Most readers don’t know it, but I’ve for most of my life tended a 30-gallon aquarium of innocuous tropical fish: gouramis, tetras, guppies, etc.
I stopped doing this about four months ago after it finally dawned on me that watching small emotionless fish swim back and forth in an enclosed space full of fake plants and a sunken Pirate ship was really kind of boring.
The aquarium was in the basement right next to the TV and the poor fish just couldn’t compete when the set was playing the latest Liam Neeson shoot-‘em-up.
The time without the tank has been revelatory. I learned I much prefer seeing my fish deep-fried and on a plate.
Well, not my fish. Although I’m pretty sure the feelings went unreciprocated, I was too sentimental about my finned pets to eat them. So I carefully bagged them up and took them, the tank and accessories up to the local pet shop for friendly dispersal.
I can only hope they weren’t purchased by a local cook and saved for Lenten specials in some church basement.
I’m one of those guys who loves seafood, but am becoming alarmed that so many of you consider it a religious obligation to on Lenten Fridays lay waste to vast swaths of the once-abundant sea population.
And I’m fearful of the day when I have to choose between the enduring survival of a food I love to eat and that of my many Catholic friends.
Because if it comes down to a choice of cod or Catholic, I’ll be conflicted.
Catholics are great, sure, but they fight right back if you start squirting them with tartar sauce.
Experts say the seas are being overfished and that Catholics are eating too many fish.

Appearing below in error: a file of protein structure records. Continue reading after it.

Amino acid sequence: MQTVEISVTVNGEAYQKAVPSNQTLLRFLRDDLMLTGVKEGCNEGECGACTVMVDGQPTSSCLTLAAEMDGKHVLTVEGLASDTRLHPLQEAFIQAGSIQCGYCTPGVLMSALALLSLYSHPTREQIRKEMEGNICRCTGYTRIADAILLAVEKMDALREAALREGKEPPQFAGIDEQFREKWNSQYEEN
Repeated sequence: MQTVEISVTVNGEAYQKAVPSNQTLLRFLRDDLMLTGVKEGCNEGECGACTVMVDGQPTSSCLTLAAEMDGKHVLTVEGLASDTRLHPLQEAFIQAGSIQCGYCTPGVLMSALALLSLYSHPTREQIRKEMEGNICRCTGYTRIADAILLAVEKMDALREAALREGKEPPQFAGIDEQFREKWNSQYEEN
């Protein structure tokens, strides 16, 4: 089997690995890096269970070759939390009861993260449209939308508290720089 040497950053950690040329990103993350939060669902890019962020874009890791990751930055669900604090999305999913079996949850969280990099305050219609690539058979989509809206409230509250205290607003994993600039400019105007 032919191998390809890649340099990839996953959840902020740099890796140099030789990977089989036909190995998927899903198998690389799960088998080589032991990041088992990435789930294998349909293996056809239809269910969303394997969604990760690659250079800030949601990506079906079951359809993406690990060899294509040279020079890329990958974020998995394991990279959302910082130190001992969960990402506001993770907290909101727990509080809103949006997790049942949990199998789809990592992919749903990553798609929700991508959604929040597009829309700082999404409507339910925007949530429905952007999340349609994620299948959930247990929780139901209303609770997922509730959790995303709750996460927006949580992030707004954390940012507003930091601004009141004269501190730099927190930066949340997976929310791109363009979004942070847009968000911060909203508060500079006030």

Oh, yeah? Name one of these so-called “experts,” you say.
He recently made waves — and that’s bound to happen anytime you’re talking about ocean produce — by saying too many Catholics use meatless Fridays as an excuse to gorge on seafood.
He said it’s the sin of gluttony. He’s right.
He’s a thoughtful man, isn’t he? He is always weighing in on topics you’d never imagine the other popes tackling. He talks about climate change, racial injustice and now the spiritual aspects of our diet.
Some of the things he says are so controversial I’m surprised Donald Trump hasn’t announced his suspicions that Pope Francis is actually a Kenyan-born Muslim.
I think he’s a truly great man and I love the way he’s sticking it to the Bishops for their lordly living.
And I think he’s onto something with lecturing the faithful about gluttony.
I worry, too, that the seafood will one day disappear.
That’s one reason I stuff myself with delicious sushi, lobster, etc. whenever I get the chance.
I’d heard, like so many of you, that the whole motivation of fish-on-Fridays was because one of the medieval popes had a shady deal to enrich the Italian fishing industry.
After some cursory research, that maybe fable. I found no factual evidence that’s the case.
So the story of some long dead pope arbitrarily instigating the global economics of seafood consumption may be, well, fishy.
It’d be like cows who walk around with those “EAT MOR CHIKIN” signs.
Either way, we have about 1.2 billion Roman Catholics who today will sit down at the table and eating enough fishes and loaves to have the Savior Himself saying, “Geez, save some room for dessert!”
I’d like to see the pope declare that henceforth on meatless Fridays Catholics should swap seafood for cereal.
Church basements that today are alive with the savory sizzle of deep-fried fish could be animated by the snap, crackle and pop of Kellogg’s Rice Crispies. Instead of plates of uniformly tan food, there’d be bowls and bowls of festively colored Fruit Loops, Cap’n Crunch and Lucky Charms (they’re magically delicious!).
And our Catholic friends could gorge with less guilt, although a reduction in guilt seems to this Lutheran to be at odds with church doctrine.
It’d still be beneficial to essential global industries that grow grains and, more important, would help extend the sustainability of our dwindling seafood.
The best part?
More for me!
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